Do failed policy proposals from public education officials enjoy an afterlife when their creators depart Washington for the private sector? This is no academic question. In fact, the career arcs of two former federal policymakers may well have foreshadowed the life-or-death clash over the accreditation of San Francisco City College (CCSF), one of California’s 112 community colleges. The state is home to about 10 percent of America’s 1,100 two-year colleges.
As San Francisco Superior Court Judge Curtis Karnow’s ruling on the Accrediting Commission for Community and Junior College’s bid to decertify CCSF draws near, the story of Margaret Spellings becomes instructive. Spellings, who was George W. Bush’s second-term Secretary of Education, commissioned a controversial 2006 report called “A Test of Leadership: Charting the Future of U.S. Higher Education.”
The report’s language was very much in tune with the pro-business Bush zeitgeist. The commission’s chairman was Charles Miller, a private investor who was joined by Nicholas Donofrio, the executive vice president of IBM Corp., and by James J. Duderstadt, the corporate vice president for Microsoft Corp. Their report predicted disaster unless colleges began protecting their “market share” by preparing students for the “global marketplace.”
The word “accreditation” also appeared throughout the report and seemed to signal a proposed crackdown on schools that did not share the Spelling Commission’s private-sector worldview. Consider this conclusion: “Federal and state policymakers and accrediting organizations should work to eliminate regulatory and accreditation barriers to new models in higher education that will increase supply and drive costs down.”
The report claimed to speak for the public interest. “The growing public demand for increased accountability, quality and transparency,” it continued, “coupled with the changing structure and globalization of higher education requires a transformation of accreditation.”
The commission’s report was heavily criticized by the American Association of University Professors and others.
“The problem with the Spellings market-based approach is that it does not address the proliferation of for-profit programs,” Alan Singer, a professor at Hofstra University ‘s Department of Teaching, Literacy and Leadership, wrote Capital & Main in an email. “They are designed to take advantage of federal loan programs for poor students but saddle them with a heavy debt burden and provide these students with few marketable skills.”
The Spellings Commission called for, but failed to deliver a federal policy of reforming postsecondary education. That priority, however, remains on tap in the Obama administration.
Spellings left the U.S. DoED to work as a consultant for the U.S. Chamber of Commerce, which calls itself “the world’s largest business federation representing the interests of more than three million businesses of all sizes, sectors, and regions.” There is no comparable advocacy group for labor and the public interest – neither of which sector comes close to spending the amount of money to affect policy as the Chamber does.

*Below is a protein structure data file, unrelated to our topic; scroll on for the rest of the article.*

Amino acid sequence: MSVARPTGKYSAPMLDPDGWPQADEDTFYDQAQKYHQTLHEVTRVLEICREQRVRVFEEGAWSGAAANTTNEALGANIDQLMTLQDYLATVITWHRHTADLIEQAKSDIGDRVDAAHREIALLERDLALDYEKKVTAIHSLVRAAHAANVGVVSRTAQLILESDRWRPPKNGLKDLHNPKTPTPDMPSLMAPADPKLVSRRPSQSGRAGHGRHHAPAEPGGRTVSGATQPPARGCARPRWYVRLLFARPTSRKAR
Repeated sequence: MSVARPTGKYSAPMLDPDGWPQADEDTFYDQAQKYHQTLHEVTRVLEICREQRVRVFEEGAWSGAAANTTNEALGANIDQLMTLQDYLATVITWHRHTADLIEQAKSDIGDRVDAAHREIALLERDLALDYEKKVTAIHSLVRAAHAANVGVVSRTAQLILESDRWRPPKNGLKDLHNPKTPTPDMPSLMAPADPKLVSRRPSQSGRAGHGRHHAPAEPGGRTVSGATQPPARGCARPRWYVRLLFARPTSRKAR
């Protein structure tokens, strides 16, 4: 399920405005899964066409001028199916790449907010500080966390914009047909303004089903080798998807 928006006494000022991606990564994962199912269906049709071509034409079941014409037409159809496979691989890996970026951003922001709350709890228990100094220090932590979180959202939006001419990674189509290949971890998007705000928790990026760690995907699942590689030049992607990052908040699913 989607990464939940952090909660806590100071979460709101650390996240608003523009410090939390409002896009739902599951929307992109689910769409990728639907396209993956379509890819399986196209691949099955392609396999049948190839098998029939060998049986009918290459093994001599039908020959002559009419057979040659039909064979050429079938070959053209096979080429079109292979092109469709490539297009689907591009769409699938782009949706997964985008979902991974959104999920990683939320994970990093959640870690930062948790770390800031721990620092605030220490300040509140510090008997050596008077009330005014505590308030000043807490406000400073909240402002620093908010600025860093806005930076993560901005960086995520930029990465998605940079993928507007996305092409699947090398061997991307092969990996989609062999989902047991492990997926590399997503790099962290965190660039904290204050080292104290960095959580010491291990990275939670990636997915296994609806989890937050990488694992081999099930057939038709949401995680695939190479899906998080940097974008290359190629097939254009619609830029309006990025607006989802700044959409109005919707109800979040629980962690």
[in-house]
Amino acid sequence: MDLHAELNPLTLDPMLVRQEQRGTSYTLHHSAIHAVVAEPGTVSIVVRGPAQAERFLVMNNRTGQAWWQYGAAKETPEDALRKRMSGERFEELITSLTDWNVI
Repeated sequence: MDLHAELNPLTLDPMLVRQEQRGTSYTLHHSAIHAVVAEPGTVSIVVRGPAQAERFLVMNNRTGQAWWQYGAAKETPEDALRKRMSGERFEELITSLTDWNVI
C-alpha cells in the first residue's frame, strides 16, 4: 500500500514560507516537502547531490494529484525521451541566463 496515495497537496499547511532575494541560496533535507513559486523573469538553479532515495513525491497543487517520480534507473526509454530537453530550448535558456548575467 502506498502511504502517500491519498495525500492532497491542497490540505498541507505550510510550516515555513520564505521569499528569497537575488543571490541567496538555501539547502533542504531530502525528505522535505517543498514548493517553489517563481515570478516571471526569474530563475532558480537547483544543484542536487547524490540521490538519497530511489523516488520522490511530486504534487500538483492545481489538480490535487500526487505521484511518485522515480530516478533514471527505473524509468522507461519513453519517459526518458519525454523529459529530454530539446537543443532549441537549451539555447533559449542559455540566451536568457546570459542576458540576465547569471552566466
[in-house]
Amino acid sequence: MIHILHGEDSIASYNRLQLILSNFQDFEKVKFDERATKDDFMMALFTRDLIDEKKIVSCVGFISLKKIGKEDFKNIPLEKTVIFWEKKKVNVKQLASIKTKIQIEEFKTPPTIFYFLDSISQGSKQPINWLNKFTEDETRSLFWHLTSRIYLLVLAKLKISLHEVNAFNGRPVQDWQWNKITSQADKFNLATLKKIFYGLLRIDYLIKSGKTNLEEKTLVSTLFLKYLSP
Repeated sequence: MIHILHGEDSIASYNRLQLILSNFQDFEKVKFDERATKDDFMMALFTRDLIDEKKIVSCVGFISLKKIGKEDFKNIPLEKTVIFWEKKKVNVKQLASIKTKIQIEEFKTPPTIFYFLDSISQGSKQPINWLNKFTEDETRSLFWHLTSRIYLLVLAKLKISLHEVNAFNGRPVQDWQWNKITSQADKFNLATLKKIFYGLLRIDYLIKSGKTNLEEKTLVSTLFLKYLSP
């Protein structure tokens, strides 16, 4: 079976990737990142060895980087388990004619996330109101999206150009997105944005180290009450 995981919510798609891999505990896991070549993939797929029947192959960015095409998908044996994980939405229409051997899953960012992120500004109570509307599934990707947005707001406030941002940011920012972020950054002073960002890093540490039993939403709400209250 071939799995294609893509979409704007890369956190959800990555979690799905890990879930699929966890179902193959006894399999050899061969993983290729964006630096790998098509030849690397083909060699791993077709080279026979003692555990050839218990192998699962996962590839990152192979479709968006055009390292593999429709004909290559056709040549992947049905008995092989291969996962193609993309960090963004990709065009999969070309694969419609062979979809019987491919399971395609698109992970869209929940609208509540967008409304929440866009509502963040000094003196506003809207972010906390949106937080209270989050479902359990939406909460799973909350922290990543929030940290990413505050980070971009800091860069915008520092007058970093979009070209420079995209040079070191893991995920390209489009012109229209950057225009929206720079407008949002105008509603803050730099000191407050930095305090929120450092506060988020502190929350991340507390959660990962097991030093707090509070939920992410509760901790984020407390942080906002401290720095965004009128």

Echoes of Spellings’ 2006 report, with its anti-regulatory doom and gloom forecasts, turned up in a 2011Chamber report prepared by Spellings and what were called “edupreneurs.”
“The United States is losing ground internationally in degree, credential and skill attainment; tuition is increasing faster than the cost of living; and traditional institutions are experiencing a productivity crisis,” she said at a Chamber-sponsored forum.
Spellings left the Chamber in June, 2013 and currently helms the George W. Bush Presidential Center at Southern Methodist University in Dallas.
Which brings us to Vickie Schray, who worked under Spellings at the U.S. DoED. Since January, 2011, Schray has worked as the senior vice president of regulatory affairs and public policy for Bridgeport Education, which enrolls 60,000 students and provides for-profit online college instruction. She contributed to the Spellings report and also authored another DoED 2006 paper, “Assuring Quality in Higher Education: Recommendations for Improving Accreditation.” In it, Schray noted the presence of commercial entities in postsecondary education as a positive trend for the public sector.
“The rise of private, for-profit entities,” Schray wrote, “has also prompted discussions about how best to assure and promote quality in higher education based on leading public and private practices.”
It’s a position fiercely disputed by school-privatization critics, including Diane Ravitch, the historian and former assistant education secretary in the George H.W. Bush White House.
“The same data-based techniques used to close down hundreds—perhaps thousands—of K-12 public schools is now being applied to postsecondary education,” she wrote in an email to Capital & Main, when asked to comment on the kind of closure-as-punishment policies faced by CCSF.
In the meantime, the Obama White House has proposed a framework that rates postsecondary education. According to a DoED press release, “The ratings system can help inform policy, accreditation and funding decisions by states’ education authorities, policies and practices of accreditors and others.”
The public can submit feedback on the draft framework for a new college ratings system, effective in the 2015-16 school year, through February 17, 2015.
“The U.S. Department of Education [under Secretary Arne Duncan] proposes to grade institutions of higher education,” Ravitch said, “using criteria that will inevitably promote standardization and whatever the DoED values.”